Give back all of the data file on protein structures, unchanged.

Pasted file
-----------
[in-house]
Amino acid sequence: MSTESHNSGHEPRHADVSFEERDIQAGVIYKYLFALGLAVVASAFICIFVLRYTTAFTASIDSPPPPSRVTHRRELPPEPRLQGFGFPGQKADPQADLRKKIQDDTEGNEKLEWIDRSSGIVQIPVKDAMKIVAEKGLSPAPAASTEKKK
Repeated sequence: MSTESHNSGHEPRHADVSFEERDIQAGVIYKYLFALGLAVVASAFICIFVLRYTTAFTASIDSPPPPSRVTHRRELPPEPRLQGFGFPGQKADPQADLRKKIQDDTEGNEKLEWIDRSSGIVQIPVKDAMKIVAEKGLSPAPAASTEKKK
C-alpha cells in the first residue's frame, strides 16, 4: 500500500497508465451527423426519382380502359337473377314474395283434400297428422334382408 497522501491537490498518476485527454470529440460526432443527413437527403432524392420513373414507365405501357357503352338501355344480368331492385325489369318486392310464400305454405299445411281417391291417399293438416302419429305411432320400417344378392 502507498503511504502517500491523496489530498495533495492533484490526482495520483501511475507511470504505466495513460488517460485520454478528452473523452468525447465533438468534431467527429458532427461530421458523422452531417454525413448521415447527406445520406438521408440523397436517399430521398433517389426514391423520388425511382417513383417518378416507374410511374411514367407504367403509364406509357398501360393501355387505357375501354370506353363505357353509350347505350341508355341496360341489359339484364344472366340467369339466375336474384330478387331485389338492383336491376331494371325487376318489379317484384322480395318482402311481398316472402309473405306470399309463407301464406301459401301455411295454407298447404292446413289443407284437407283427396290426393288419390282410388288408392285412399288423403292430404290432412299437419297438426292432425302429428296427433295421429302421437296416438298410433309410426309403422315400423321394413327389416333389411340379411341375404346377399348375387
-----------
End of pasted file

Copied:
[in-house]
Amino acid sequence: MSTESHNSGHEPRHADVSFEERDIQAGVIYKYLFALGLAVVASAFICIFVLRYTTAFTASIDSPPPPSRVTHRRELPPEPRLQGFGFPGQKADPQADLRKKIQDDTEGNEKLEWIDRSSGIVQIPVKDAMKIVAEKGLSPAPAASTEKKK
Repeated sequence: MSTESHNSGHEPRHADVSFEERDIQAGVIYKYLFALGLAVVASAFICIFVLRYTTAFTASIDSPPPPSRVTHRRELPPEPRLQGFGFPGQKADPQADLRKKIQDDTEGNEKLEWIDRSSGIVQIPVKDAMKIVAEKGLSPAPAASTEKKK
C-alpha cells in the first residue's frame, strides 16, 4: 500500500497508465451527423426519382380502359337473377314474395283434400297428422334382408 497522501491537490498518476485527454470529440460526432443527413437527403432524392420513373414507365405501357357503352338501355344480368331492385325489369318486392310464400305454405299445411281417391291417399293438416302419429305411432320400417344378392 502507498503511504502517500491523496489530498495533495492533484490526482495520483501511475507511470504505466495513460488517460485520454478528452473523452468525447465533438468534431467527429458532427461530421458523422452531417454525413448521415447527406445520406438521408440523397436517399430521398433517389426514391423520388425511382417513383417518378416507374410511374411514367407504367403509364406509357398501360393501355387505357375501354370506353363505357353509350347505350341508355341496360341489359339484364344472366340467369339466375336474384330478387331485389338492383336491376331494371325487376318489379317484384322480395318482402311481398316472402309473405306470399309463407301464406301459401301455411295454407298447404292446413289443407284437407283427396290426393288419390282410388288408392285412399288423403292430404290432412299437419297438426292432425302429428296427433295421429302421437296416438298410433309410426309403422315400423321394413327389416333389411340379411341375404346377399348375387